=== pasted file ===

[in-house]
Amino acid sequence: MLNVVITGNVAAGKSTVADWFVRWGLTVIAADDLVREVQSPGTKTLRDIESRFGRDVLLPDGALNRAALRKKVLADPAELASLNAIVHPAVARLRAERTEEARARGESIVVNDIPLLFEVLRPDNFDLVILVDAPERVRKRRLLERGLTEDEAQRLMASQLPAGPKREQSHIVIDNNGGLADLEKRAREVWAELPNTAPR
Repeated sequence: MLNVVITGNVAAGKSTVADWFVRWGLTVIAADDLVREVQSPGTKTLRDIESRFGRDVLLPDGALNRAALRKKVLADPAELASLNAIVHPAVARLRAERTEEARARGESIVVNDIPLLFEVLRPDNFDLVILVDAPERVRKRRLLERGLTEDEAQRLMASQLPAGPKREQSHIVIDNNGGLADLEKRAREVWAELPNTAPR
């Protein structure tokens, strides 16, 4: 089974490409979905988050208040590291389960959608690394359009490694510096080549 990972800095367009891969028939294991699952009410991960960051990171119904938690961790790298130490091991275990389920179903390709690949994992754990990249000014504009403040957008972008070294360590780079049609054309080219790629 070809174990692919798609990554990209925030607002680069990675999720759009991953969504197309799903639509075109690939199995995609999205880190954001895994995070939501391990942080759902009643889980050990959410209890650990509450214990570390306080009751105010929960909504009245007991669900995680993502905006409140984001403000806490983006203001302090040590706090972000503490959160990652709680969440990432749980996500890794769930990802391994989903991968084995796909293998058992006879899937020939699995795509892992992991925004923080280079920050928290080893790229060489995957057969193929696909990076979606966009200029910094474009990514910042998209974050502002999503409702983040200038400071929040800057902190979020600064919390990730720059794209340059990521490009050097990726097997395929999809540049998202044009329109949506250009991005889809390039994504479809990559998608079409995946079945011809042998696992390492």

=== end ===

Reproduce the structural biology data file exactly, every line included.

[in-house]
Amino acid sequence: MLNVVITGNVAAGKSTVADWFVRWGLTVIAADDLVREVQSPGTKTLRDIESRFGRDVLLPDGALNRAALRKKVLADPAELASLNAIVHPAVARLRAERTEEARARGESIVVNDIPLLFEVLRPDNFDLVILVDAPERVRKRRLLERGLTEDEAQRLMASQLPAGPKREQSHIVIDNNGGLADLEKRAREVWAELPNTAPR
Repeated sequence: MLNVVITGNVAAGKSTVADWFVRWGLTVIAADDLVREVQSPGTKTLRDIESRFGRDVLLPDGALNRAALRKKVLADPAELASLNAIVHPAVARLRAERTEEARARGESIVVNDIPLLFEVLRPDNFDLVILVDAPERVRKRRLLERGLTEDEAQRLMASQLPAGPKREQSHIVIDNNGGLADLEKRAREVWAELPNTAPR
């Protein structure tokens, strides 16, 4: 089974490409979905988050208040590291389960959608690394359009490694510096080549 990972800095367009891969028939294991699952009410991960960051990171119904938690961790790298130490091991275990389920179903390709690949994992754990990249000014504009403040957008972008070294360590780079049609054309080219790629 070809174990692919798609990554990209925030607002680069990675999720759009991953969504197309799903639509075109690939199995995609999205880190954001895994995070939501391990942080759902009643889980050990959410209890650990509450214990570390306080009751105010929960909504009245007991669900995680993502905006409140984001403000806490983006203001302090040590706090972000503490959160990652709680969440990432749980996500890794769930990802391994989903991968084995796909293998058992006879899937020939699995795509892992992991925004923080280079920050928290080893790229060489995957057969193929696909990076979606966009200029910094474009990514910042998209974050502002999503409702983040200038400071929040800057902190979020600064919390990730720059794209340059990521490009050097990726097997395929999809540049998202044009329109949506250009991005889809390039994504479809990559998608079409995946079945011809042998696992390492």